HODIE: Kalendae Octobres. You can add a Roman calendar as a widget in your blog or webpage, or display it as a Google Calendar: here's how.
TODAY'S POEM: Here is today's little poem, from the Poetry Widget. Today's poem is a bit of Horace from his dactylic poetry, with a word list at NoDictionaries.com:
Inter spem curamque, timores inter et irasEnglish: "In the midst of hope and worry, of fear and anger, believe that every day that has dawned is your last; welcome will come the hour unhoped for." You can see some parallel passages from Horace collected at Michael Gilleland's marvelous Laudator Temporis Acti blog.
omnem crede diem tibi diluxisse supremum;
grata superveniet quae non sperabitur hora.
Vita Caesaris: You can see my IVLIVS CAESAR feed with a sentence from Plutarch's Life of Caesar each day in Greek, Latin and English. Today's Latin portion continues the description of Cassus: Crasso apud creditores, qui maxime instabant, octingenta triginta talenta intercedente, in prouinciam suam abiit.
Proverbiis Pipilo: You can see my Proverbia feed of Latin proverbs which I "tweet" while I am online each day (in English, too). Here's one from today: Male vivunt, qui se semper victuros putant (English: People who think they are going to live forever do a bad job of living).
You can get access to all the proverb of the day scripts (also available as random proverb scripts) at the SchoolhouseWidgets.com website.
Audio Latin Proverb of the Day: Today's audio Latin proverb is Echinus partum differt (English: The hedgehog postpones its giving birth). To read a brief essay about this proverb and to listen to the audio, visit the Latin Via Proverbs blog.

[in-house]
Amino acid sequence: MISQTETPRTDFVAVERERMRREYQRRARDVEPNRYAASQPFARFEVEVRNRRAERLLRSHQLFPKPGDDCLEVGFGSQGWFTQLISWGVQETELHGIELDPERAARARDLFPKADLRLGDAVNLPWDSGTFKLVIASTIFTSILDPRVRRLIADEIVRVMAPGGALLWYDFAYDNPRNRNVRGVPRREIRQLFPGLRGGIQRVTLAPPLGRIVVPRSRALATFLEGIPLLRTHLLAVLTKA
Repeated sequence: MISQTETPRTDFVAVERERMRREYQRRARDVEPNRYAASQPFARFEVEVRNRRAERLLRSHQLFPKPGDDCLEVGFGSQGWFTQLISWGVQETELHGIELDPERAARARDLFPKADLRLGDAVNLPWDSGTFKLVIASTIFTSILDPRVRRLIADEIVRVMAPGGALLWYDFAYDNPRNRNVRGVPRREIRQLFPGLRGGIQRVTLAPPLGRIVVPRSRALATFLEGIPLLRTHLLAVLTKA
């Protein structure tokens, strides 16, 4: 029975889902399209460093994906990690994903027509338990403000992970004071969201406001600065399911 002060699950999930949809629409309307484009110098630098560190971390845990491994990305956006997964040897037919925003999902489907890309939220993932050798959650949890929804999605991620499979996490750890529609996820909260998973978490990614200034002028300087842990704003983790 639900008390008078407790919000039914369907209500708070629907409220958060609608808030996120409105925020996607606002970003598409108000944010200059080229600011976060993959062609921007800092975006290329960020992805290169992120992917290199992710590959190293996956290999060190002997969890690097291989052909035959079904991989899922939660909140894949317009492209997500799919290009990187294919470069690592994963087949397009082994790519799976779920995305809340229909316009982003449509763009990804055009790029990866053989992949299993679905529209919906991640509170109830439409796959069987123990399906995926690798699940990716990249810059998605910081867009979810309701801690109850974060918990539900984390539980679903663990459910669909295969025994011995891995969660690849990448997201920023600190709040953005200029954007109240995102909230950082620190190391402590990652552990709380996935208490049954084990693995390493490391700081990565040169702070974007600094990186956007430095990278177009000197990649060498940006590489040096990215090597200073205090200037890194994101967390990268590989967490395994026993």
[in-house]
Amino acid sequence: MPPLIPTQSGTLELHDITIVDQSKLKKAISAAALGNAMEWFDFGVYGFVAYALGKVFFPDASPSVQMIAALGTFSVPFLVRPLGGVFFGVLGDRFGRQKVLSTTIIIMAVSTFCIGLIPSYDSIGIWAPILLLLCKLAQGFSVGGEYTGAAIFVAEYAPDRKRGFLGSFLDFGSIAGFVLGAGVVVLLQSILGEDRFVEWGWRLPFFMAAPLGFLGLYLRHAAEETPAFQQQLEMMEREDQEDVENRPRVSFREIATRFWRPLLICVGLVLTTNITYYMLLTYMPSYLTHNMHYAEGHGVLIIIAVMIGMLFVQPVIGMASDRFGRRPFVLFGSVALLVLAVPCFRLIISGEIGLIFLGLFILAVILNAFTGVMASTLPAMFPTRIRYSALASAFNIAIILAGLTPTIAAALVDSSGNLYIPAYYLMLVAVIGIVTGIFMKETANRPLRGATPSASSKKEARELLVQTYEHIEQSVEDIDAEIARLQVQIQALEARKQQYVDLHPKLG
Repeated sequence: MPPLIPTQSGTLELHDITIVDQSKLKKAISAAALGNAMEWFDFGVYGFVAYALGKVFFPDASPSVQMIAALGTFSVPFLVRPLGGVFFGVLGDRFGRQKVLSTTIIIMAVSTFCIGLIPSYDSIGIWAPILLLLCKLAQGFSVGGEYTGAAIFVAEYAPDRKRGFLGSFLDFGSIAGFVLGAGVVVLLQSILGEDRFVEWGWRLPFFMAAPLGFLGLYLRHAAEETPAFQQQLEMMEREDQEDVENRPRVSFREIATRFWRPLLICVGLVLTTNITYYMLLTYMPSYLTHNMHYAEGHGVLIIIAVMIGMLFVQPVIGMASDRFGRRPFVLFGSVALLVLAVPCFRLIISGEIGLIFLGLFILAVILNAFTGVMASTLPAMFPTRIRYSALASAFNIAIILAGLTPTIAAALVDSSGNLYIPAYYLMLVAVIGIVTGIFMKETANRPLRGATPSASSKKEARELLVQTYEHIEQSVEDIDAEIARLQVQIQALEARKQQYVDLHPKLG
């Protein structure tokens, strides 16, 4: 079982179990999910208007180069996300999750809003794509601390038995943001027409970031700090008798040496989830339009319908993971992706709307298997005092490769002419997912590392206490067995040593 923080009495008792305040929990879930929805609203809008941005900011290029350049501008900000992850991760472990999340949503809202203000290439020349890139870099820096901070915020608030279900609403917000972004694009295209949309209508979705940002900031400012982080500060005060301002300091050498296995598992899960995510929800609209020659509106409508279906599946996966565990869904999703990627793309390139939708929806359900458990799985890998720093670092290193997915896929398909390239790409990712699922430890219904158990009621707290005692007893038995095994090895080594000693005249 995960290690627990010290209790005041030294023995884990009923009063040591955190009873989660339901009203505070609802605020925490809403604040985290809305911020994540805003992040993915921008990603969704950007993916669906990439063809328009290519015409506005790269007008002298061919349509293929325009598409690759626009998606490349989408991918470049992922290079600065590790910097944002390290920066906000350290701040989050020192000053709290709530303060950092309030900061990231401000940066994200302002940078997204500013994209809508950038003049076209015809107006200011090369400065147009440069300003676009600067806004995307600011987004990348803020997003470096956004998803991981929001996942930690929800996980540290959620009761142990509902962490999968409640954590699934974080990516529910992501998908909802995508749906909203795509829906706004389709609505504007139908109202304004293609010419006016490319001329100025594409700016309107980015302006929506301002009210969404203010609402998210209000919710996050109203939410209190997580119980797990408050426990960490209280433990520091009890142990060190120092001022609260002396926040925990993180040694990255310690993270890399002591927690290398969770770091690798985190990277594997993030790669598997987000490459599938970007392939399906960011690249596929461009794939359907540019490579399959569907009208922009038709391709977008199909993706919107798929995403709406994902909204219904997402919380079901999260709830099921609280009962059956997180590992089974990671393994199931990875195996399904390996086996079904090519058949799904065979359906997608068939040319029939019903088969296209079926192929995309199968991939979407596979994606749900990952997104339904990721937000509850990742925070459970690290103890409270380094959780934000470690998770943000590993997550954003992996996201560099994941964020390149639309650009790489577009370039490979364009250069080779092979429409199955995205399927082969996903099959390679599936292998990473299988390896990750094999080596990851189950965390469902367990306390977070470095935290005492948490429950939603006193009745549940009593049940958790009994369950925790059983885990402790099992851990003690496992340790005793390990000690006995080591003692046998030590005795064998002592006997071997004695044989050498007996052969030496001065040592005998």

Maxims of Publilius Syrus: Today's proverb from Publilius Syrus is: Fidem qui perdit, quo se servet reliquo? (English: If you lose faith, what do you have left that can save you).
Rhyming Proverbs: Today's proverb in Leonine verse form is: Esto laborator et erit Deus auxiliator (English: You be the worker, and God will your helper).
Proverbs of Polydorus: Today's proverb from Polydorus is: Beati pauperes spiritu (English: Blessed are the poor in spirit).
Proverbium Perbreve of the Day: Today's two-word proverb is: Pingui Minerva (English: With a fat Minerva - which is to say, with a thick-headed, slow-witted intelligence, with Minerva=Athena as the personification of wisdom).
Proverbium Breve of the Day: Today's three-word proverb is: Sapiens dominabitur astris (English: The wise man will rule over the stars).
Vulgate Verse of the Day: Today's verse is Ubi non est scientia animae, non est bonum (Proverbs 19:2). For a translation, check out the polyglot Bible, in English, Hebrew, Latin and Greek, at the Sacred Texts Archive online.
Latin Animal Proverb of the Day: Today's animal proverb is Graculus graculo assidet (English: One daw sits next to another - in other words, birds of a feather flock together).
Greek Proverb of the Day: Today's proverb is Γέρων πίθηκος οὐχ' ἁλίσκεται πάγῃ (English: An old monkey is not caught in a snare).
Ictibus Felicibus: Today's fable with macrons and accent marks is Pars Montium, the story of the mountain that gave birth to a mouse.
Fable of the Day: Today's fable of the day from Barlow is DE RANA ET VULPE, the story of the frog who thought she was a physician.
Proper Name Proverb of the Day: Today's proper name proverb is Crasso nummatior (English: Richer than Crassus.) Crassus's wealth was very great indeed, as you can read in Caesar's biographical 'tweet' for today, supra. Since Crassus came up twice today, I thought it would be good to include an image of a bust of that most wealthy Roman - whose net worth Forbes estimates at what would be $170 billion today.
Aesop's Fables in Latin now available at Amazon.com.